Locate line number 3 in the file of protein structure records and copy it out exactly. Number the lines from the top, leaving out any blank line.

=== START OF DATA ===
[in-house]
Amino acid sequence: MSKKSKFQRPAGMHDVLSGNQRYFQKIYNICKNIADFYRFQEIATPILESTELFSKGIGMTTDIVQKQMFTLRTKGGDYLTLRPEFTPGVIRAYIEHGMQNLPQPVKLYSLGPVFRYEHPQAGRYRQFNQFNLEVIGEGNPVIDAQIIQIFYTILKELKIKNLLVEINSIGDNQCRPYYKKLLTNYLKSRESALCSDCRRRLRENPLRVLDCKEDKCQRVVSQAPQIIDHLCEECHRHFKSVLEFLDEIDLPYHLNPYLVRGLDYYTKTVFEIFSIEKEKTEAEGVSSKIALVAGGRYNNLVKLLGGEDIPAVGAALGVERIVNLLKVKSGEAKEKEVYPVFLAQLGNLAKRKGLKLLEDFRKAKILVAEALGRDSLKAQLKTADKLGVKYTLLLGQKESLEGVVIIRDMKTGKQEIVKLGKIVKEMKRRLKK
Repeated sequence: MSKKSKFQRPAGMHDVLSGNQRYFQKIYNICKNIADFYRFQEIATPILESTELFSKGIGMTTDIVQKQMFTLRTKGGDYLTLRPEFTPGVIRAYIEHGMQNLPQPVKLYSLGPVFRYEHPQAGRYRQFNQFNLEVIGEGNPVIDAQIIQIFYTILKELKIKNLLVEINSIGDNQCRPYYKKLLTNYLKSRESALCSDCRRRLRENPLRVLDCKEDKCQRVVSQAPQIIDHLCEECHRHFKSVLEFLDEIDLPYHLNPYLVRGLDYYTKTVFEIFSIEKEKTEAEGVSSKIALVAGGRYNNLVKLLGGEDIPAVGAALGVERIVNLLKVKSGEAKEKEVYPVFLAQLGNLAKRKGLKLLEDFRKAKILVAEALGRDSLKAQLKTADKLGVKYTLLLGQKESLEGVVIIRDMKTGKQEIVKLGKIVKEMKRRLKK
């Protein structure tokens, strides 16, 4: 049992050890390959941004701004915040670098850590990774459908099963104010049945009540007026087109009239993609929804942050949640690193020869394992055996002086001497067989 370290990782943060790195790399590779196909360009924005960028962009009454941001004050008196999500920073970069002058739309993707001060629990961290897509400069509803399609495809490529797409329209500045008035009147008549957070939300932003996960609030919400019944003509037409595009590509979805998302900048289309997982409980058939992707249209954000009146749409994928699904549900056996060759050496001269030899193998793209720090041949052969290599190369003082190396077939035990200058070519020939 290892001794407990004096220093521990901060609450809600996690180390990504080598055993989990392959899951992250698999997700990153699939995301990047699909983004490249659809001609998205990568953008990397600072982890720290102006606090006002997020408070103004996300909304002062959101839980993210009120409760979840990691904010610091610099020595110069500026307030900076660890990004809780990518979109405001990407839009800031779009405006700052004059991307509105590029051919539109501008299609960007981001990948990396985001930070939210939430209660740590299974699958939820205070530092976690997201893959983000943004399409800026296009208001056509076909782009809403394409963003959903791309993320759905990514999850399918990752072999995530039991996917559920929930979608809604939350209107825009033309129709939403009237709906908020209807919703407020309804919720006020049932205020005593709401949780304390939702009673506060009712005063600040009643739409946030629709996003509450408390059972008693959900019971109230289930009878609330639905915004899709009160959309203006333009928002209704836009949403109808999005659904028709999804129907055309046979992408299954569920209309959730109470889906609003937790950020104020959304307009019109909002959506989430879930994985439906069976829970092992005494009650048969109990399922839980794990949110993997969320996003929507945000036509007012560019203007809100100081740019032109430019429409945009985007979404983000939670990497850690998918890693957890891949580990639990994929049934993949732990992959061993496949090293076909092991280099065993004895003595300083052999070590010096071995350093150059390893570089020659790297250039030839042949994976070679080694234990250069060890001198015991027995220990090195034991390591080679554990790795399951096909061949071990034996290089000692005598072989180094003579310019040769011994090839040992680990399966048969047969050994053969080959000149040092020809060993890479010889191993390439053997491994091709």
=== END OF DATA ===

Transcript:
Repeated sequence: MSKKSKFQRPAGMHDVLSGNQRYFQKIYNICKNIADFYRFQEIATPILESTELFSKGIGMTTDIVQKQMFTLRTKGGDYLTLRPEFTPGVIRAYIEHGMQNLPQPVKLYSLGPVFRYEHPQAGRYRQFNQFNLEVIGEGNPVIDAQIIQIFYTILKELKIKNLLVEINSIGDNQCRPYYKKLLTNYLKSRESALCSDCRRRLRENPLRVLDCKEDKCQRVVSQAPQIIDHLCEECHRHFKSVLEFLDEIDLPYHLNPYLVRGLDYYTKTVFEIFSIEKEKTEAEGVSSKIALVAGGRYNNLVKLLGGEDIPAVGAALGVERIVNLLKVKSGEAKEKEVYPVFLAQLGNLAKRKGLKLLEDFRKAKILVAEALGRDSLKAQLKTADKLGVKYTLLLGQKESLEGVVIIRDMKTGKQEIVKLGKIVKEMKRRLKK